Books & Other Writings
Plymouth Colony First Lady:
Re-Imagining a Life
Penelope Pelham Winslow was a member of the English gentry (her third-great-grandmother was Anne Boleyn's sister Mary) and wife to Plymouth's first native-born governor, Josiah Winslow. A role model, adviser, and taste maker, she was one of the most influential women in the colony's history. Living a life marked by drama, she crisscrossed the Atlantic, narrowly escaped death in a childhood house fire, participated in two pivotal events linked to the outbreak of King Philip's War, and became a refugee in the war's wake. Following early widowhood, she assumed the responsibility of managing vast landholdings and waged legal battles to reclaim family inheritances.
The strength of Penelope Winslow's legacy had repercussions lasting generations, and may have influenced some of her descendants to remain Loyalists during the American Revolution. Although she authored or is mentioned in few surviving documents, other sources, including a trove of physical evidence—what is generally referred to as material culture—remain to tell her story. These remnants of her existence, ranging from her portrait and surviving homes to shards of pottery, have tremendous value and power in speaking to her experiences. Providing insight into her lifestyle, attitudes, and sense of identity, they also offer a glimpse into the lives of other women of the time and a portal into the world of Plymouth Colony.
One Colonial Woman’s World:
The Life and Writings of
Mehetabel Chandler Coit
One Colonial Woman’s World reconstructs the life of Mehetabel Chandler Coit (1673–1758), the author of what may be the earliest surviving diary by an American woman. A native of Roxbury, Massachusetts, who later moved to Connecticut, Mehetabel began her diary at the age of fifteen and kept it intermittently until she was well into her seventies. A previously overlooked resource, the diary contains entries on a broad range of topics as well as poems, recipes, folk and herbal medical remedies, religious meditations, financial accounts, and even some humor. An extensive collection of letters by Mehetabel and her female relatives has also survived, shedding further light on her experiences.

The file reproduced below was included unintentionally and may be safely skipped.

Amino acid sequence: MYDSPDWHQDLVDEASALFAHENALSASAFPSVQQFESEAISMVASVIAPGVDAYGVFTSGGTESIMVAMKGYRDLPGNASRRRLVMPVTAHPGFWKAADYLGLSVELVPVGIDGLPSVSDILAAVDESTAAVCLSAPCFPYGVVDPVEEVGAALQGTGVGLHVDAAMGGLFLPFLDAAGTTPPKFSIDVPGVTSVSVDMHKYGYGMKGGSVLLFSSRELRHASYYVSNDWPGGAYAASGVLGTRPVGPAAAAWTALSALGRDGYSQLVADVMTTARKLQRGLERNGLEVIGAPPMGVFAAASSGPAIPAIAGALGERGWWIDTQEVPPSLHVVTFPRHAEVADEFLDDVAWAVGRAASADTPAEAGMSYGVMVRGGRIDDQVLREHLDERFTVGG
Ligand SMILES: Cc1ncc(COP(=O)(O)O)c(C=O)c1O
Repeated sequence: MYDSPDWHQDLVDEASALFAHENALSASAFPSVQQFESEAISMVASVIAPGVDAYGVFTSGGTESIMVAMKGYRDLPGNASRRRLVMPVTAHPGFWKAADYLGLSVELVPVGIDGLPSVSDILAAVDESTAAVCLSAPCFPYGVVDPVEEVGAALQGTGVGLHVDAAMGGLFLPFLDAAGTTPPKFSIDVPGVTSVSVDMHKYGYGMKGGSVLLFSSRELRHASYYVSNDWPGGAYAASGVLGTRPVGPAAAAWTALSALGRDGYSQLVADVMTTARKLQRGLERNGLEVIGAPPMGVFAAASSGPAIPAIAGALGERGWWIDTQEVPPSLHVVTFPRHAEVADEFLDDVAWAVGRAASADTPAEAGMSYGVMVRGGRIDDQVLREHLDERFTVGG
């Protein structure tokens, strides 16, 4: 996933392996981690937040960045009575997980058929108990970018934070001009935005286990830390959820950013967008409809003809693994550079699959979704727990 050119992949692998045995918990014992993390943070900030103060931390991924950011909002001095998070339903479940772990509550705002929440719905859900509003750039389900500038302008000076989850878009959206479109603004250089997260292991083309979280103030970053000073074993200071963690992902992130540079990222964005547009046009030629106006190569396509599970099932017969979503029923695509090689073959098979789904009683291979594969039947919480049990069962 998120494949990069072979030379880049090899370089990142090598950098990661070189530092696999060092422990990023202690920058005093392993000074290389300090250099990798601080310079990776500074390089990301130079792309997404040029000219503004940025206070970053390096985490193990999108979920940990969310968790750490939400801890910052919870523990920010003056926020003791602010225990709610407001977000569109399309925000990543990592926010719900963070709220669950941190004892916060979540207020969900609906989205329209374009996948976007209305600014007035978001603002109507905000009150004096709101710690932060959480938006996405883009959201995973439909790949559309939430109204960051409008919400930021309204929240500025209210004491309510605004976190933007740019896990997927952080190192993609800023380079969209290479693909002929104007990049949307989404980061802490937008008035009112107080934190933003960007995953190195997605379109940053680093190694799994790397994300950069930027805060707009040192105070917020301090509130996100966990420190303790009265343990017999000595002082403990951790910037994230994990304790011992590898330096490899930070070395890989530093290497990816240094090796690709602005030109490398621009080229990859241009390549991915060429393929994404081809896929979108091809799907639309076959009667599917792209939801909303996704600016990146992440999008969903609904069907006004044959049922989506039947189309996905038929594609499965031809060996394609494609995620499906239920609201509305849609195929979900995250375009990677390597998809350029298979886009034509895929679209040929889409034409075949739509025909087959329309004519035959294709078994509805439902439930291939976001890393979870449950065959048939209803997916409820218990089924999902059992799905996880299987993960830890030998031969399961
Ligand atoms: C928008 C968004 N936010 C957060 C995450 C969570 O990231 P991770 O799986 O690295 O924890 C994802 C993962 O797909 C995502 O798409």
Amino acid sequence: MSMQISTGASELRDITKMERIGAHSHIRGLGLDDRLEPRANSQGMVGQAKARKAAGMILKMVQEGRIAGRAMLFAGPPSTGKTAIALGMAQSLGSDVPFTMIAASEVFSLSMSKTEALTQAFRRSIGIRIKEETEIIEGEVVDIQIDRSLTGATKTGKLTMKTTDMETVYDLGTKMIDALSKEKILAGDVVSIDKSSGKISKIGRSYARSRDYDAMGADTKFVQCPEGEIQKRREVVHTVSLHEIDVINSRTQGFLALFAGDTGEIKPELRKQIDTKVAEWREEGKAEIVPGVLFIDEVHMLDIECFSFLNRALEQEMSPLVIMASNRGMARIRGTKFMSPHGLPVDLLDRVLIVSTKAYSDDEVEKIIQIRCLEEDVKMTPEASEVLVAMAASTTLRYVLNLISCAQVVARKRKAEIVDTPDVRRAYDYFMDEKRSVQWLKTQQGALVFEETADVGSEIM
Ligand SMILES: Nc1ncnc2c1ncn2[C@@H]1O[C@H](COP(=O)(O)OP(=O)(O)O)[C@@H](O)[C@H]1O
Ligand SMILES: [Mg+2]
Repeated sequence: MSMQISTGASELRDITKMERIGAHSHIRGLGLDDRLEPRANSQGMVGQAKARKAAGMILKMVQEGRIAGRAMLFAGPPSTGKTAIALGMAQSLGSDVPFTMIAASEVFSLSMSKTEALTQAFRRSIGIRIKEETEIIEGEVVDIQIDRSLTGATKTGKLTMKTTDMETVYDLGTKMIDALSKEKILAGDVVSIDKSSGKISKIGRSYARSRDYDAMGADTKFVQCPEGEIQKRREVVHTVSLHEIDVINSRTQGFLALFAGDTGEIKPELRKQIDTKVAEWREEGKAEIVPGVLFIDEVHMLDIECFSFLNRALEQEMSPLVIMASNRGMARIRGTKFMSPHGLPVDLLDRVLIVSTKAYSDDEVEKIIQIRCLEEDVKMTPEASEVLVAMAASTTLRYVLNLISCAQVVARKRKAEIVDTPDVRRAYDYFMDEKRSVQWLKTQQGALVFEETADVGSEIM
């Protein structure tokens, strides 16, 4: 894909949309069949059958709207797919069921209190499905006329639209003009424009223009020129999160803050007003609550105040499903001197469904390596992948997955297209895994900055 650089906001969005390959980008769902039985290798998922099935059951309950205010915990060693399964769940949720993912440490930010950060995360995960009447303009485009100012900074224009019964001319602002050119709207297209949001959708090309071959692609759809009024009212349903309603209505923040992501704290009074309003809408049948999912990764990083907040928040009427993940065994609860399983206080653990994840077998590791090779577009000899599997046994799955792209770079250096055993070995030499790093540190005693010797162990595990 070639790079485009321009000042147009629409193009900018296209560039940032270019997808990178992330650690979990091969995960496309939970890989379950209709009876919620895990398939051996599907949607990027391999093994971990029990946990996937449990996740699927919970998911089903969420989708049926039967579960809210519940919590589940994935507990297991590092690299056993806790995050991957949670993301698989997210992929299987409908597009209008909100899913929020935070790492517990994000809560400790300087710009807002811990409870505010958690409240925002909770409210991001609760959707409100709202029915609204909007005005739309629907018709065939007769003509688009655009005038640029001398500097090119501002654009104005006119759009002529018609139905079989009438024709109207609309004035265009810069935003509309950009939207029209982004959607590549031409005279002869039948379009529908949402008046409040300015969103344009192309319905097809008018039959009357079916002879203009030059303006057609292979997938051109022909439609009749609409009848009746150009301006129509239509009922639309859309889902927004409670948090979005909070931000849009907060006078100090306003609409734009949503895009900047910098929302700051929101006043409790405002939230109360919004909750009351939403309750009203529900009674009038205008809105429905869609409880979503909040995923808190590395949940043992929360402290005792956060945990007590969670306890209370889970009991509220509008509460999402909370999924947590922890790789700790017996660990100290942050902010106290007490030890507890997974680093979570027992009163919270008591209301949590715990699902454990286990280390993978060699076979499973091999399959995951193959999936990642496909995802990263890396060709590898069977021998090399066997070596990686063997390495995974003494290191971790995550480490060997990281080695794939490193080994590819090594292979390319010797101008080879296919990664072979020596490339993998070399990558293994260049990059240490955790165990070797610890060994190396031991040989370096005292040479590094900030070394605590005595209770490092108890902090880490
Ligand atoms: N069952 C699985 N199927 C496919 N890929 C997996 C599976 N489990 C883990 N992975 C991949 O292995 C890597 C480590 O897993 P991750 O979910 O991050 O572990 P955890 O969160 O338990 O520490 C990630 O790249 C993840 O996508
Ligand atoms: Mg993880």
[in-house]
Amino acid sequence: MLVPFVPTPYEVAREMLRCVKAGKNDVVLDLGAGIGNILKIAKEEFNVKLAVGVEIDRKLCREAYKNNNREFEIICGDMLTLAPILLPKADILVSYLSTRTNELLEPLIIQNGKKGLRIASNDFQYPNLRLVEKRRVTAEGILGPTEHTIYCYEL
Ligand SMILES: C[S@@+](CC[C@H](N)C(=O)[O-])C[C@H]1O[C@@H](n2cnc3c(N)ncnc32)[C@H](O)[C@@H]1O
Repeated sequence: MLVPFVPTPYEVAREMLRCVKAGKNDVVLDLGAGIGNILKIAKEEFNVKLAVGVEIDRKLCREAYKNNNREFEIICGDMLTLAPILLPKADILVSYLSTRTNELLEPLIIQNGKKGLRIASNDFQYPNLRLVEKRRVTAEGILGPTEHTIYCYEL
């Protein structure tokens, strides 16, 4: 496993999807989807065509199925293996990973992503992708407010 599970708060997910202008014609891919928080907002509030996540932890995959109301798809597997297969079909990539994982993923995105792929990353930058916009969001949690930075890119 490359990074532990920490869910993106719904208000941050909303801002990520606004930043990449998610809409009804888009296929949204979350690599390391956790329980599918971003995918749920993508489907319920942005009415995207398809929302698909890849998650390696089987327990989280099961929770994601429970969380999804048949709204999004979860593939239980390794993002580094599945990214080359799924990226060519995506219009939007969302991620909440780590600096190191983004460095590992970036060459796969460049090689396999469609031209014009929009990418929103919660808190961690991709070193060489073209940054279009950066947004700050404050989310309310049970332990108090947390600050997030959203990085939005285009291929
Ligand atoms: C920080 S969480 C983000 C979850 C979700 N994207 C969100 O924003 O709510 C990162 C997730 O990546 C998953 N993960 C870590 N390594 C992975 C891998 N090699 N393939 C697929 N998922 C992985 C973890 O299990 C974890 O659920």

It is clear from the surviving writings that Mehetabel lived a rich and varied life, not only running a household and raising a family, but reading, writing, traveling, transacting business, and maintaining a widespread network of family, social, and commercial connections. While her experiences were circumscribed by gender norms of the day, she took a lively interest in the world around her and played an active role in her community.
Mehetabel’s long life covered an eventful period in American history, and this book explores the numerous—and sometimes surprising—ways in which her personal experiences were linked to broader social and political developments. It also provides insight into the lives of countless other colonial American women whose history remains largely untold.
In 2022 the University of Massachusetts Press will be offering a discount of 30% off + free shipping with the code MAS021 at checkout.
Selected Other Writings
“The Bradford House Women," American Ancestors magazine, Summer 2018
“My First Home: Ringing Endorsement," Boston Globe, March 4, 2018
“A Shared Sensibility: Examining the Legacy of John and Mary (Mason) Norton, Maternal Great-Grandparents of Abigail Adams,” American Ancestors magazine, Winter 2015
“Reading Between the Lines: Interpreting the Writings of Mehetabel (Chandler) Coit and Her Mother, Elizabeth (Douglas) Chandler,” American Ancestors magazine, Winter 2014
“Mehetabel Chandler Coit: Finding ‘Her Book,’” Commonplace, Spring 2013
Review of The Many Captivities of Esther Wheelwright by Ann M. Little
Coordinating Council for Women in History Newsletter, Fall 2020
Review of The Notorious Elizabeth Tuttle by Ava Chamberlain
New England Quarterly, December 2013